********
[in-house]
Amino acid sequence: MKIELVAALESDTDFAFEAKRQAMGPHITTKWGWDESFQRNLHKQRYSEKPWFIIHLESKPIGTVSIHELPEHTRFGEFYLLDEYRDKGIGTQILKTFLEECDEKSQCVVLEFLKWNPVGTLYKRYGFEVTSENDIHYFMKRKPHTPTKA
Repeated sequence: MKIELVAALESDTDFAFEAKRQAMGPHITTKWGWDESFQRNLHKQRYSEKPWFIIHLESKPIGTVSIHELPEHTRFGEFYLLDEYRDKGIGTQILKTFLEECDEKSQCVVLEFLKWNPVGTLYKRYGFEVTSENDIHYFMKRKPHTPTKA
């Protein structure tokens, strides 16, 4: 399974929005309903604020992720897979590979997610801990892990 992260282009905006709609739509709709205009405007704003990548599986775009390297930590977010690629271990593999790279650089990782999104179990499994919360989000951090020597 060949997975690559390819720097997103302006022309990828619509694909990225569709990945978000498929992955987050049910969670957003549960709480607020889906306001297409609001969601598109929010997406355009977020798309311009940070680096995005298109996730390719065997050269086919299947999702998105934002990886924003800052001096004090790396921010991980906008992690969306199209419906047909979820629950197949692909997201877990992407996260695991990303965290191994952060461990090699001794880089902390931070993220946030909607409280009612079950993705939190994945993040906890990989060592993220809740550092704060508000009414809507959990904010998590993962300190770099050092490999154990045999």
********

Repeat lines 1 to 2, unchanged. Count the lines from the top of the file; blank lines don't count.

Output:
[in-house]
Amino acid sequence: MKIELVAALESDTDFAFEAKRQAMGPHITTKWGWDESFQRNLHKQRYSEKPWFIIHLESKPIGTVSIHELPEHTRFGEFYLLDEYRDKGIGTQILKTFLEECDEKSQCVVLEFLKWNPVGTLYKRYGFEVTSENDIHYFMKRKPHTPTKA